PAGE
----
New vice-chancellor says shortage of funds is jeopardising Cambridge's reputation

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The Independent Online

Cambridge University has to do more to dispel its élitist image and help poorer students before it can consider introducing top-up fees, its new vice-chancellor has warned.

But the university had been underfunded for many years and could lose its world-class reputation unless it raised money from benefactors or by charging higher fees, Alison Richard said yesterday. "This is urgent. We must put our shoulder to the wheel. I think we must come up with proposals in months not years."

When Professor Richard is inaugurated as the university's 344th vice-chancellor this morning, she will become the first woman "chief executive" in its 800-year history. The internationally respected anthropologist, an expert on the Madagascan lemur, is taking on what is arguably one of the most difficult challenges in higher education.

"Undeniably Cambridge is underfunded," she said. "It's not simply a matter of the budget deficit [about £10m], it's that there has been a steady erosion of overall funding coming into higher education. The truth of the matter is that Cambridge makes a lot less money go a lot further than other institutions. It is quite remarkable that Cambridge can compete with the best in the world - most of which are in the US - from a smaller financial base."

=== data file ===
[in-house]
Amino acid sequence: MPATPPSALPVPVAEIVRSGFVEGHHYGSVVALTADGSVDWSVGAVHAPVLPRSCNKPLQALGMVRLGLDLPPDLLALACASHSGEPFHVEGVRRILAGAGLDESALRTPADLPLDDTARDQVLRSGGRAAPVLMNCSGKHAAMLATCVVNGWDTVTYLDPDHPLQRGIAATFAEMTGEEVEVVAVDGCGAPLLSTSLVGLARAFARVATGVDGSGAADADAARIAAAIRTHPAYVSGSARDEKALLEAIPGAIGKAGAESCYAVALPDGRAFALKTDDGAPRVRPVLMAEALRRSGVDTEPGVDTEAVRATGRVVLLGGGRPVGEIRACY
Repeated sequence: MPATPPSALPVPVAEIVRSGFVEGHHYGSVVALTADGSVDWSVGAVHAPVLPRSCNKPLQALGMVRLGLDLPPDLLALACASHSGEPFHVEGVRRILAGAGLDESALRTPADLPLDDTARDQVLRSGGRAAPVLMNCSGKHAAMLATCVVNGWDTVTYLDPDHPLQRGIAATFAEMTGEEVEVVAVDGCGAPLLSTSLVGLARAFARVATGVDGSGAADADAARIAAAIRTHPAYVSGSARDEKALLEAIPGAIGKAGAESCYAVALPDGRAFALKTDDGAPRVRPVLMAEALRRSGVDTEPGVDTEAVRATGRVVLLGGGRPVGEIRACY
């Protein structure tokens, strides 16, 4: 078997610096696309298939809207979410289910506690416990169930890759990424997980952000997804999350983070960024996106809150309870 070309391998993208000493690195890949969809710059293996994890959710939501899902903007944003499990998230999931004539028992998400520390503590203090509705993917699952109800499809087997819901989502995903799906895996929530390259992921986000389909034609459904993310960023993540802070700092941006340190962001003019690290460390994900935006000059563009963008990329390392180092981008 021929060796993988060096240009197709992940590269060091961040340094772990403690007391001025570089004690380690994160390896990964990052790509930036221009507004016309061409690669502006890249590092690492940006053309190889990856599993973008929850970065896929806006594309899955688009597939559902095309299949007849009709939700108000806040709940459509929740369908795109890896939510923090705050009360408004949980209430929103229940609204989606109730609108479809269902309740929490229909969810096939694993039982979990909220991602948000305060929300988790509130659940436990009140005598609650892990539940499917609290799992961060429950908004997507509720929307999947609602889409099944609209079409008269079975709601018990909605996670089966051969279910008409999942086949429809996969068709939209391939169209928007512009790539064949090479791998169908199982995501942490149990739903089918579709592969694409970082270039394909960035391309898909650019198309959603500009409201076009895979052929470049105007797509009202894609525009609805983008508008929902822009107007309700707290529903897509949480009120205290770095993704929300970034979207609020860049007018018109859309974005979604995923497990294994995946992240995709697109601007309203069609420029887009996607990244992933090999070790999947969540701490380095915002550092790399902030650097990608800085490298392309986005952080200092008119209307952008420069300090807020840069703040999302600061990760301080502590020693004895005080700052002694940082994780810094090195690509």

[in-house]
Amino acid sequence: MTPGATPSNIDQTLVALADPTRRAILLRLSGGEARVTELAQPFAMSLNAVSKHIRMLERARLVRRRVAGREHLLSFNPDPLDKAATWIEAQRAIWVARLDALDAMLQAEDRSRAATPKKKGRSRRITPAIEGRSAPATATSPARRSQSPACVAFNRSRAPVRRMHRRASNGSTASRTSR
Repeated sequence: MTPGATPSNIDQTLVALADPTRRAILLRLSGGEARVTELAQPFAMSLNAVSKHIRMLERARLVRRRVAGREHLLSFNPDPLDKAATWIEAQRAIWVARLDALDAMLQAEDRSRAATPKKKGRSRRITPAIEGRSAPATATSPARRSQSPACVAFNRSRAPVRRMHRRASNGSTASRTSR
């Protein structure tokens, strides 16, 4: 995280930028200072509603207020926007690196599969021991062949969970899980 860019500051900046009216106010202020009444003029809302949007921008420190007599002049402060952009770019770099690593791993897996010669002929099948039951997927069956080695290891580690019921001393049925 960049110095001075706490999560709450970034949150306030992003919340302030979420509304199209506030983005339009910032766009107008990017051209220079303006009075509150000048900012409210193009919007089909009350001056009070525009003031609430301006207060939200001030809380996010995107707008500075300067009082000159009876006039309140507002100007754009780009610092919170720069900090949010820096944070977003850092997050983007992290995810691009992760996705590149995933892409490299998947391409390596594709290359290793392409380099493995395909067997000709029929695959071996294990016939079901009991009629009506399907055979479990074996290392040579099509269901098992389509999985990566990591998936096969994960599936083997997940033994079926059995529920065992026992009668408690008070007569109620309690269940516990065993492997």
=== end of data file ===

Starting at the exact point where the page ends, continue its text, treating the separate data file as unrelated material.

The post of Cambridge vice-chancellor has previously been held by one woman ? Rosemary Murray in the 1970s ? when the role was largely as a figurehead rather than a management post.

Professor Richard takes over amid the debate on top-up fees and university underfunding. The university is regularly lambasted for being élitist and Charles Clarke, the Secretary of State for Education, recently called for both Oxford and Cambridge to shed their "Brideshead Revisited image" and present a more modern face to school leavers.

Over the next few months Professor Richard and her team will begin to develop a "more comprehensive and more navigable bursary system" before considering whether fees can be increased, and if so to what level. Cambridge has the biggest bursary scheme of all UK universities and gave £4m to disadvantaged students last year. But the important thing was for all applicants to be aware that this support was available, she said.

"My own view on this is that the first thing I want to take on when I roll up my sleeves on Thursday morning is to join my colleagues here who are working to develop a more comprehensive bursary system. Unless and until we are confident we can put together a well co-ordinated bursary system which is easily navigable I do not feel we can consider the levels of fees."

Plans to reform the university's management were vetoed by Regent House, Cambridge's governing body of academics, in January. This led to the university being singled out for criticism in the interim report of a review ordered by Gordon Brown into relations between universities and the business world.

The report by Richard Lambert, a senior financial journalist and member of the Bank of England's monetary policy committee, asked whether the university was capable of sorting out its affairs quickly enough to remain a world-class institution.

The rejected overhaul would have turned the post of vice-chancellor into a true chief executive role able to make decisions on university finances and policies. Professor Richard had enjoyed these powers in her previous job as provost of Yale, where she was highly regarded.

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